Copulas, value at risk, correlations, credit scores, one might add standard deviations, means, and Microsoft Excel's 'solver'. These concepts can get tricky, but the basic assumption in the mortgage crisis, that housing prices would not fall significantly, was not tricky, and people with the authority to make decisions were not swayed by these technical issues, rather, they used them to validate their earlier beliefs.

21 comments:

Anonymous said...

bs on the standard error diatribe. no statistical metric, technique, test etc. is predictive in the markets. they're all descriptive. i dare you to prove me wrong. but of course you won't, cause that's not why you write this blog.

ccm said...

"So leave the geeks alone. They merely prove what the suits want them to prove."

Paul Volcker calls this the Nuremberg defense: http://network.nationalpost.com/np/blogs/fullcomment/archive/2009/02/17/paul-volcker-the-banking-world-needs-more-canadas.aspx

Eric Falkenstein said...

Anonymous: Ok, I'll sell you call option on PEP (Pepsi), and buy a call on HOV (hovnanian), at the same implied vol +/- 10 vols (but, different rebate). That is, the higher historical volatility for HOV relative to PEP, should be irrelevant to you, and I'm giving you a 10 vol vig. It can be 90 vs. 80, 200 vs 190, whatever.

Per the Nuremberg defense, those blamed for Nazi atrocities at Nuremberg were the decision makers, not scientists, even though they supported Nazi policies. What they did was wrong, but I think it would be wrong to blame the atrocities on the geeks. I would blame Rubin, Thain, and the rest. But David Li? No.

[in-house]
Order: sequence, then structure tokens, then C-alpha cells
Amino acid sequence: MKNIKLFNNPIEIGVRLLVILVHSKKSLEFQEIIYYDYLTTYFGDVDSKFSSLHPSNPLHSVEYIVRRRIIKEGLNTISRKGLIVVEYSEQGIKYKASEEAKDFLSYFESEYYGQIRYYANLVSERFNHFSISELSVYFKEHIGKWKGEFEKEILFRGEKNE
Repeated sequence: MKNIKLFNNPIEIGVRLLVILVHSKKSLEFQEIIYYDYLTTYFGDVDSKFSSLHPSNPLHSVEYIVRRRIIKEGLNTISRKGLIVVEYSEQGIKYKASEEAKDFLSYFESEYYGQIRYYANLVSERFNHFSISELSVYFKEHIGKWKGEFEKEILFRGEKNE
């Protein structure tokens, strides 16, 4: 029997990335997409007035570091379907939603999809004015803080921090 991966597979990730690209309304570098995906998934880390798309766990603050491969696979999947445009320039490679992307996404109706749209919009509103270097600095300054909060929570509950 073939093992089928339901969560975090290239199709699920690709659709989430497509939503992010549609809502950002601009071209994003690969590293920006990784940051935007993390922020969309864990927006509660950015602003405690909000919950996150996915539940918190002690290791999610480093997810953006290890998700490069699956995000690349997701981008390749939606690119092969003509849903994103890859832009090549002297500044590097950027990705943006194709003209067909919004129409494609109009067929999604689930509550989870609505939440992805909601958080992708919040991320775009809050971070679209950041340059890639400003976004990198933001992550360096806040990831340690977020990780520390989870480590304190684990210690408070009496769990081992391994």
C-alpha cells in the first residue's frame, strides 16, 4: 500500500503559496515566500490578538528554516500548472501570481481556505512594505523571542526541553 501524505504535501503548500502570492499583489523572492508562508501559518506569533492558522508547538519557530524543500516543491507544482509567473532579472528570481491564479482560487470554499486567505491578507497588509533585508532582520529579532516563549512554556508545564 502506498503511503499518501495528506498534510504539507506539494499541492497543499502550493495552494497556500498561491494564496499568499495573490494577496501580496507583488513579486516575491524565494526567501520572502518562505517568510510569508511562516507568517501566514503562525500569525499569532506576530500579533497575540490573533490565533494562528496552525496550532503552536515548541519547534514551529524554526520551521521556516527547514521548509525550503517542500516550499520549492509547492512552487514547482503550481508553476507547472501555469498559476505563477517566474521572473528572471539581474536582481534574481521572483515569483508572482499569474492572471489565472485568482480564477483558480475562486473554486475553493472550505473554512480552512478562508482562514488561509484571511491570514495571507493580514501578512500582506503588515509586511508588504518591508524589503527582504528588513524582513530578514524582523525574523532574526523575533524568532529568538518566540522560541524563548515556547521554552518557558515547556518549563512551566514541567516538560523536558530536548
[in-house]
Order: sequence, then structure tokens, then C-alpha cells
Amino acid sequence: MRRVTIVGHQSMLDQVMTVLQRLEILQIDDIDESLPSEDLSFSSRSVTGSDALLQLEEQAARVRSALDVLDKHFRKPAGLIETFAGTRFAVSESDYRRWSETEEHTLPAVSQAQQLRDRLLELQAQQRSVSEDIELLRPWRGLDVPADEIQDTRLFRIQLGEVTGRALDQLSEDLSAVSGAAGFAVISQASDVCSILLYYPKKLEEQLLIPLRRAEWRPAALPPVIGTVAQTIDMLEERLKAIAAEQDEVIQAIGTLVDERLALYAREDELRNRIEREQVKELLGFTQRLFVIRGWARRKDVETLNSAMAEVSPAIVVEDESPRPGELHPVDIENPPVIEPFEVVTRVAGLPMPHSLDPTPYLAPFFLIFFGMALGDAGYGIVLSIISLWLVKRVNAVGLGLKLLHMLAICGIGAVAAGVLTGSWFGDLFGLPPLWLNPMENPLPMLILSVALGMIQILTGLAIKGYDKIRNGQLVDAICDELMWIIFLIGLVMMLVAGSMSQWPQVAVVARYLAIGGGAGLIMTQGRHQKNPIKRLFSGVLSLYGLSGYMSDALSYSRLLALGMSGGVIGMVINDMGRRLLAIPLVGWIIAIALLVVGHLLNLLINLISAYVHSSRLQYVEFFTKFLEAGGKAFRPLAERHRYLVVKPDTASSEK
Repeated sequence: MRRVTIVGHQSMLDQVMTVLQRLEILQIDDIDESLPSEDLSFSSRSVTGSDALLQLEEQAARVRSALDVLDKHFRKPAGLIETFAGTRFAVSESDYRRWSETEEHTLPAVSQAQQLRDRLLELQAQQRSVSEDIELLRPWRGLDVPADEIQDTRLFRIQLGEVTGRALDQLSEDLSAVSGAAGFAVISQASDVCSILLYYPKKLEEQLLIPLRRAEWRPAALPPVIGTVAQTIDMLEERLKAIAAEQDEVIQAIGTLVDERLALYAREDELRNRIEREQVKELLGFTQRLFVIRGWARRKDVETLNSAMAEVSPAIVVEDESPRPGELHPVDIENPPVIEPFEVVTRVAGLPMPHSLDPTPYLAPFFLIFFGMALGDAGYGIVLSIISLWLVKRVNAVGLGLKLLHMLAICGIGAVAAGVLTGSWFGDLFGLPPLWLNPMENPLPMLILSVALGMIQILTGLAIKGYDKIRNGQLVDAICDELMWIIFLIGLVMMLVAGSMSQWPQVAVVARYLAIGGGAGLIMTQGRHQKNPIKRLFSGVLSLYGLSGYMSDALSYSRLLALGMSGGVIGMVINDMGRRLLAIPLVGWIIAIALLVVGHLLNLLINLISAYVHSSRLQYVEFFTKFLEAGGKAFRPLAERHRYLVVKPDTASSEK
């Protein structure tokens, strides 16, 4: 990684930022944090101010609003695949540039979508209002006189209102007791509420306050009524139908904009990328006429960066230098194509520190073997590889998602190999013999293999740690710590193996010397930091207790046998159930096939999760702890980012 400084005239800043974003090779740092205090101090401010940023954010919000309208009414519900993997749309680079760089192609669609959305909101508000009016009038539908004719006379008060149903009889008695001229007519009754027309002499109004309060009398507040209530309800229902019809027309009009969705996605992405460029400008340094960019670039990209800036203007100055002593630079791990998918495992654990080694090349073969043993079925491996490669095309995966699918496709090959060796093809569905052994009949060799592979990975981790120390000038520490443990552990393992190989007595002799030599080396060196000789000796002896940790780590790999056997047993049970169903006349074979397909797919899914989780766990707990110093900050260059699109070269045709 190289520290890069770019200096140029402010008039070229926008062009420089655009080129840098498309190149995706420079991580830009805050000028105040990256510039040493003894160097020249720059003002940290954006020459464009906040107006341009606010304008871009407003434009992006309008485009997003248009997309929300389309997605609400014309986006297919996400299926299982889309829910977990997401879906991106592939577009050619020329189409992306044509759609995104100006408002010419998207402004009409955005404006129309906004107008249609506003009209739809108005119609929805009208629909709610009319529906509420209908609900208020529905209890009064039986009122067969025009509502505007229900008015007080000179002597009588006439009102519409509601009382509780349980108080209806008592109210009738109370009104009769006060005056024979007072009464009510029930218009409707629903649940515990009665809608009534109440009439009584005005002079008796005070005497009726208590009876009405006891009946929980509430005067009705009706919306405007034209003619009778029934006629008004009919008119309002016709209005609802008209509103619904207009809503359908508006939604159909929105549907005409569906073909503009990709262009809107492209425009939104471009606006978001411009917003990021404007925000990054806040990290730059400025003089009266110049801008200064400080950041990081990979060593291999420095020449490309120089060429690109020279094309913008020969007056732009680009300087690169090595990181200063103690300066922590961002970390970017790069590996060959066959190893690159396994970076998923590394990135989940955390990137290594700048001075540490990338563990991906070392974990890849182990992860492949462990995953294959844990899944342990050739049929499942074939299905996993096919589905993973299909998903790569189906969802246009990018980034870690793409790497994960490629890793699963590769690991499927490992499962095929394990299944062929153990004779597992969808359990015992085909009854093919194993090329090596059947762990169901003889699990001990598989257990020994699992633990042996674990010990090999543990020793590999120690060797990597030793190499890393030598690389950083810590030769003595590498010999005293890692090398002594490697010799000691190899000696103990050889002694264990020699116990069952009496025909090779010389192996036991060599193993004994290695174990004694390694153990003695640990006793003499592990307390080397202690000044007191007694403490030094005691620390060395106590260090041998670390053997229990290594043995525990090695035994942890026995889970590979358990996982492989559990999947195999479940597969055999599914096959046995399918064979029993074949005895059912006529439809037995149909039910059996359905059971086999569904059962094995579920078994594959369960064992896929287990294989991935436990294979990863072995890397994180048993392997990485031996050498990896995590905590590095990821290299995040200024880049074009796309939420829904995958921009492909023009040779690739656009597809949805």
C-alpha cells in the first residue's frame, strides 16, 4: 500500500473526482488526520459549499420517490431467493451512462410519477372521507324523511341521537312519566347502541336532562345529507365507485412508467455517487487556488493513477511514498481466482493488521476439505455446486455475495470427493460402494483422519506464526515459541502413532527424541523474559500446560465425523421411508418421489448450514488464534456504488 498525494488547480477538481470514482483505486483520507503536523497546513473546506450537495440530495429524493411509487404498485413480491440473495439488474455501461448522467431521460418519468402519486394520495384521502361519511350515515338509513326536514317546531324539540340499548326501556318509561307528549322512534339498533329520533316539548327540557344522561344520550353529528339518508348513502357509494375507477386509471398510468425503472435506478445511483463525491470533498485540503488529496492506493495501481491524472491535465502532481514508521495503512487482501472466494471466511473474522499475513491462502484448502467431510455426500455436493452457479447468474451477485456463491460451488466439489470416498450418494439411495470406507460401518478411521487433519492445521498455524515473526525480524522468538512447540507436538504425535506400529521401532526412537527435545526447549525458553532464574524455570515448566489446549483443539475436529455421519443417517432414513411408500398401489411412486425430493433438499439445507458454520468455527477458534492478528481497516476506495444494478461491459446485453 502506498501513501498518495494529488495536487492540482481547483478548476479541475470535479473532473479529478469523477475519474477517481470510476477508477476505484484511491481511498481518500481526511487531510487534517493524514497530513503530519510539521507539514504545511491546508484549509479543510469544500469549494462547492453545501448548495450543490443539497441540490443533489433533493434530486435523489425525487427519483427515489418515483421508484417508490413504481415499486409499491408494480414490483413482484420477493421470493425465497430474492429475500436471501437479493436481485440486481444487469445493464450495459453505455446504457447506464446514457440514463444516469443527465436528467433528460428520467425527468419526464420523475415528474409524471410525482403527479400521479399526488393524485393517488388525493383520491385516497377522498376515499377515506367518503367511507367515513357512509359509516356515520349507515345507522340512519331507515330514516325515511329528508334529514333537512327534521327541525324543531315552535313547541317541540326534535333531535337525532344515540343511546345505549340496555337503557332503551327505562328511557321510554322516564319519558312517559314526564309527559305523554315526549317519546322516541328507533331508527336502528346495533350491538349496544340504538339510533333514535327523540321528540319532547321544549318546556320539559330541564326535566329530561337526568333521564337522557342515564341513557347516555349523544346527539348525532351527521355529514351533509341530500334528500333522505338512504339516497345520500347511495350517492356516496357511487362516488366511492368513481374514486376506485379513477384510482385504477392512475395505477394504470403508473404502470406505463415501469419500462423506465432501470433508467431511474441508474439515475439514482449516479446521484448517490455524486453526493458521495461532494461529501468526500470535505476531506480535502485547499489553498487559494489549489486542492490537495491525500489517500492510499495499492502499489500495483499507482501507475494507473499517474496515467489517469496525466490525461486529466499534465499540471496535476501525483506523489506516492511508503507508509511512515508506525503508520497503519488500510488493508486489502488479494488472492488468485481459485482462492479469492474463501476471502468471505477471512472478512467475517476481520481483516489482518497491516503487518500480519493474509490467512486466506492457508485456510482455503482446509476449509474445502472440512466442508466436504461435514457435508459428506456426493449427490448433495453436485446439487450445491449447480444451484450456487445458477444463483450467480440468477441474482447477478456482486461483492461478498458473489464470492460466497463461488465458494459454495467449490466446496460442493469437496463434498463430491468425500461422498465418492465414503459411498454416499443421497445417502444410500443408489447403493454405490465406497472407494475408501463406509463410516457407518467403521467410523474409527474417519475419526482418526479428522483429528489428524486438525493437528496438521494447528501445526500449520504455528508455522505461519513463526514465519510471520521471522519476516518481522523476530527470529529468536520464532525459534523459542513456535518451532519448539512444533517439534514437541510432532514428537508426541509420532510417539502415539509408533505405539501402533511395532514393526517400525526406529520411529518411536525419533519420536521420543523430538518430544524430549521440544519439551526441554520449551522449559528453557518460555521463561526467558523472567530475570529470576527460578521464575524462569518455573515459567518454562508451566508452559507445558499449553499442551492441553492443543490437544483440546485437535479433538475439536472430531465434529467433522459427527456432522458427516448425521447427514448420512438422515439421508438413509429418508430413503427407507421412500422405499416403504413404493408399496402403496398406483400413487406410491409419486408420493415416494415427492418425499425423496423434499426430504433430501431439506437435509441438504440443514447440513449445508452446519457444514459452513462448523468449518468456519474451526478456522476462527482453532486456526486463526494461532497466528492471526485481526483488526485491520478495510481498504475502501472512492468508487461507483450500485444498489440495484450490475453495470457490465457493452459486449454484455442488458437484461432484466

Anonymous said...

your example is badly chosen. why not PEP vs KO and you adjust the vig accordingly? that's where we can test the true value of historical vol. and we do it 100 times? i thought so

Eric Falkenstein said...

First, I find it odd that anonymous commenters seem so angry at the poster, in this case me. It highlights how anonymity brings out the worst in people (manners wise).

But in any case, my point is that historical vols are highly correlated with implied vols, and one can use historical vols to generate a profitable strategy if you are trading against someone who does not have mere 'historical' data. Past is not prologue, but it's all we got for empirically based forecasting.

Anonymous said...

not angry, sorry if it's coming that way. that's how i usually talk :). and i choose anon cause it's the easiest button there. and keeps the focus on the ideas vs ppl. i guess.

Anonymous said...

Relating to the scientists and the Nurenberg defense ... the life story of Fritz Haber is pretty interesting. Check it out on Wikipedia. Nobel Prize winner that developed a process that helped create gas for the WW I gas attacks. He directly supervised gas attacks and was honored by the German military. In protest, his wife committed suicide.
A Jewish scientist, people working at his institute in Germany developed the Cyclon B gas. This gas was used to "exterminate" Jews in the camps.
He eventually had to leave Germany because of the Nazis, although Hitler considered making an exception for him.

Alex R said...

Paul Wilmott doesn't think the quants are entirely blameless.

Eric Falkenstein said...